The piercing wail rifled through Raiders training camp Monday in Napa, California, and someone suggested it originated from the team’s soon-to-be new home of Las Vegas.
Which meant one of two things:
First, the infestation of grasshoppers had been momentarily disregarded for the city to uniformly curse the weather gods about the inferno cursed upon the valley.
Second, the Golden Knights had traded Nikita Gusev.
In terms of heat ratio, the latter produced far more enraged locals than any thermostat reading.
At its most basic level, the Knights this week didn’t keep the consensus best player in the world outside the NHL over what amounts to a few million dollars.
But these things are never really basic, are they?
Mostly, it seemed as if the Knights never had a solid plan in terms of getting a deal done with Gusev, which at best is shocking and at worst nearing inexcusable.
Salary cap issues
If it’s as simple as general manager George McPhee shipping Gusev to New Jersey for a second- and third-round pick because the Vegas boss didn’t think the player was as good as advertised, that the reigning points leader and star forward from the Kontinental Hockey League just didn’t fit coach Gerard Gallant’s system, so be it.
Because if he’s good enough, you find a way to keep him.
But these things are never really simple, are they?
Do you find it odd that Gusev suddenly became a lot smaller and slower in the minds of those within the organization?
Man, guys sure do get a lot worse after you trade them …
And then there is the question of term.
How could the Knights be surprised about the sort of deal Gusev sought when they set the market for such a contract by signing Russian center Vadim Shipachyov out of the KHL in May 2017 for two years at an average annual value of $4.5 million?
A player who was 30 at the time and not near as highly regarded as the 27-year-old Gusev.
Gusev signed a two-year deal with the Devils for, wait now, an average annual value of $4.5 million.
And the Knights were perplexed about what it was going to take to keep him?
Come on. Of course they weren’t.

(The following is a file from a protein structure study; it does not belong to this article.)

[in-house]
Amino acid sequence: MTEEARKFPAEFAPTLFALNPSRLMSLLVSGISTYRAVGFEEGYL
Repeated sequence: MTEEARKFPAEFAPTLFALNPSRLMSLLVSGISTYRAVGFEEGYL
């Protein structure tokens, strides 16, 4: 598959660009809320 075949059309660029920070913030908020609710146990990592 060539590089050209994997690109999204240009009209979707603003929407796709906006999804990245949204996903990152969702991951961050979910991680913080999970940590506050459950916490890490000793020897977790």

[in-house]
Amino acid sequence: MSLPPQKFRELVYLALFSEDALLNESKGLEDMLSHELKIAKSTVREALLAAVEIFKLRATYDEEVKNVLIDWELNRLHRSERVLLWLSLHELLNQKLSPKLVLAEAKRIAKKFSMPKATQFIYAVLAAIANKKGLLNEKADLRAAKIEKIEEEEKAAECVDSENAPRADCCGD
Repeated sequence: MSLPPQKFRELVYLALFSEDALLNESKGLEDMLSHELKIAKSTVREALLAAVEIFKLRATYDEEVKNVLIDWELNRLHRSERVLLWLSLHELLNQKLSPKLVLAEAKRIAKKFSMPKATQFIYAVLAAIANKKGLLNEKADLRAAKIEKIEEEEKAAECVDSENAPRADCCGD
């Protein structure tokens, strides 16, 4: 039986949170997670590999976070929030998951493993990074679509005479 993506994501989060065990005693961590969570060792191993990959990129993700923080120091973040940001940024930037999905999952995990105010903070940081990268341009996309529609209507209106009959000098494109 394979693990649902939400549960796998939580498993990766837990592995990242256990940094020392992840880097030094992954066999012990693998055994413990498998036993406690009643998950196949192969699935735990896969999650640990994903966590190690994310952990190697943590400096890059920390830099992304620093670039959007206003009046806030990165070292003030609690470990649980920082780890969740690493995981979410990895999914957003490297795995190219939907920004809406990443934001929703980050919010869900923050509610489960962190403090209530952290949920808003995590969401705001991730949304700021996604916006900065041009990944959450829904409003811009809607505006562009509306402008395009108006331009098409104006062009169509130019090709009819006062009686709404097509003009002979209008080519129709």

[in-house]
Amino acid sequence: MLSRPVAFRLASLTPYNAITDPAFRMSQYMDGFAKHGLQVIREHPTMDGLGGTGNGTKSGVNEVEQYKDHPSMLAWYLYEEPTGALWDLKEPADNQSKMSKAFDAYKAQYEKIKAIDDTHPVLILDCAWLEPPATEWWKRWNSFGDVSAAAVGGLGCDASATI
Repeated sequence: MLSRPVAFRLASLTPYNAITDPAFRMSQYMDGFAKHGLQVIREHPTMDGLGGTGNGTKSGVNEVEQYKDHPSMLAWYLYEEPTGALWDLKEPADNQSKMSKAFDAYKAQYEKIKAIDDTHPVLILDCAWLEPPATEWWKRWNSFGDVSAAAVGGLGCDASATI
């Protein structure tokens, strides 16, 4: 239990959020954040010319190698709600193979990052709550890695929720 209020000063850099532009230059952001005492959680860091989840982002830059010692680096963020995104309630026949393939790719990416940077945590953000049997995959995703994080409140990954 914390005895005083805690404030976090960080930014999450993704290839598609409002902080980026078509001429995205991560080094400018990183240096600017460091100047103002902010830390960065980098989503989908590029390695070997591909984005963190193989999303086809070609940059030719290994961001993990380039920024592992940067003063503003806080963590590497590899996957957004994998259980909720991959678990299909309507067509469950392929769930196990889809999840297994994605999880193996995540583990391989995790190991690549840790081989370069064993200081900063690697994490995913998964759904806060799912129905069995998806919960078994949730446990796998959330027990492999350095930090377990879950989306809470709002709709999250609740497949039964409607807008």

Bottom line: McPhee chose the roster he has over making the moves necessary to sign Gusev and fulfill salary cap obligations. That is fine, as long as the Knights win big and Gusev doesn’t become the next Artemi Panarin.
If they don’t and he does — or even comes close to such a level — history will paint this as a total disaster for Vegas, and McPhee will be judged as much for dealing Gusev as he has been for trading Filip Forsberg when he was the Washington Capitals’ GM.
Rolling with roster
Were there any takers for defenseman Nick Holden’s bad contract to help make room for Gusev? Could the Knights have included Ryan Reaves in such a deal to free up even more space? They paid those two a total of almost $5 million last season and yet couldn’t make something work with Gusev? Did all the long-term deals bestowed in the past year come back to bite the Knights on the salary cap more than first imagined?
They’re all possibilities. The good news for McPhee is that his team has a chance to be really good for at least the next few years.
It’s good enough now to win a Stanley Cup.
Should it do so, Gusev will immediately become an afterthought in Las Vegas to a level that rivals the next Elvis impersonator.
I’m not sure they had a plan for Gusev, nor am I sure how desirable a market there was for those the Knights would have been willing to move to keep him.
Be sure of this: McPhee is rolling with his team, and the core, as long as it remains together, better prove him right and make a Cup run in the next two years.
Meaning, despite the many nice things McPhee said about Gusev while he was here, you know the words inside him now go something like this: Man, I sure hope this guy stinks.
Because if he doesn’t and the Knights aren’t as good as everyone believes they’ll be, the Vegas takeback for that level a player isn’t squat.
Contact columnist Ed Graney at email@example.com or 702-383-4618. He can be heard on “The Press Box,” ESPN Radio 100.9 FM and 1100 AM, from 7 a.m. to 10 a.m. Monday through Friday. Follow @edgraney on Twitter.